just that. No less than 200,000 Iraqi Kurds have been
killed, in the infamous Anfal operation and other operations
in northern Iraq, trying to do just that. The Iraqi people
cannot overthrow the regime on their own, so to oppose
regime change in Iraq is only to lock the Iraqi people
in Saddam's box.
civilian casualties are tragic, but those resulting from
regime change would be minimal in comparison to the numbers
that would die if Saddam were to remain. From the hundreds
of Iraqis that I have spoken to, many go as far as to
say they would be willing to be killed as 'collateral
damage' in such a war, just so Iraq can be freed of Saddam
Hussein and his regime.
regime change - to democracy
core realities of the Iraqi regime mean that there is
no moral justification in opposing the only method of
ending the suffering of the Iraqi people. Yes, forced
regime change is wrong in principle; but in this unique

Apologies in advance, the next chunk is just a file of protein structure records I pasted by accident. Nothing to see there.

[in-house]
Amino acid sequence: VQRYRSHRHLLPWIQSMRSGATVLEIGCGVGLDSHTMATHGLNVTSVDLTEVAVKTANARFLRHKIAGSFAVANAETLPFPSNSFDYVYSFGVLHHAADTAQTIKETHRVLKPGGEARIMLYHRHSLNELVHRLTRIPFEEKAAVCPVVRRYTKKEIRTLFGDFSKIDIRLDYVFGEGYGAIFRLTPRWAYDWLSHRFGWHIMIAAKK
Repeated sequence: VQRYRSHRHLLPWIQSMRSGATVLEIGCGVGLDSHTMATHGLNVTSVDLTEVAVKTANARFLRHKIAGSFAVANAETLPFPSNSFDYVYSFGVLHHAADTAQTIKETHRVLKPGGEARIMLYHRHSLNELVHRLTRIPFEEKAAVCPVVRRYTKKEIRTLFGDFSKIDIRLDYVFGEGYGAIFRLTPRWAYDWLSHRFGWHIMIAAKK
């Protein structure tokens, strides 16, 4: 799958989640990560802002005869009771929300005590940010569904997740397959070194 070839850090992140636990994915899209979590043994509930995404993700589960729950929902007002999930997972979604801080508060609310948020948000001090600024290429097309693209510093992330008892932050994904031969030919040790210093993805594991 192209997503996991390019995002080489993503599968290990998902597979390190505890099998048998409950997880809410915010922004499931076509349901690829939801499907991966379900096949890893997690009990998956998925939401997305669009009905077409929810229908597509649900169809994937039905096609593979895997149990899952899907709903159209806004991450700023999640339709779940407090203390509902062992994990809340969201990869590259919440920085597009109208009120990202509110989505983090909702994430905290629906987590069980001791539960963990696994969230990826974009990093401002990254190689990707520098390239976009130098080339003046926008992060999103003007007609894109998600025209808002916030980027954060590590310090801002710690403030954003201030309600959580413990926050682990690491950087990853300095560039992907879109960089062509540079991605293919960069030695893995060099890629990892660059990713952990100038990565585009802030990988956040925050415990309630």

situation, where normal rules do not apply, it is the
only morally justified solution.
can only be one reason for opposing regime change, and
it is neither moral nor ethical: lack of care for the
suffering Iraqi people.
to support a war to remove Saddam Hussein does not mean
to side with the U.S. There are two parts to the so-called
'war on Iraq'. The first is the overthrow of Saddam Hussein
and his regime, and the second is the installation of
a puppet, pro-U.S. government. In the light of the uniqueness
of Iraq, the suffering of its people, and their mass support
of change, the role of the international community and
the people of the world should not be to argue over the
desirability of regime change, but to advance the argument
for democracy to replace Saddam's regime.
linger in discussions about regime change would be to
grant the U.S. the freedom to decide what replaces this
regime. Instead, pressure should be applied to ensure
that what replaces Saddam is a truly proportional, democratically-elected
Iraqi government. This would rescue a suffering, abandoned
people from endless torment and oppression. It is the
true humanitarian stance to take.
need regime change - a change to democracy. The moral
and ethical grounds for this are undisputable, and such
a course would save hundreds of thousands of Iraqi lives.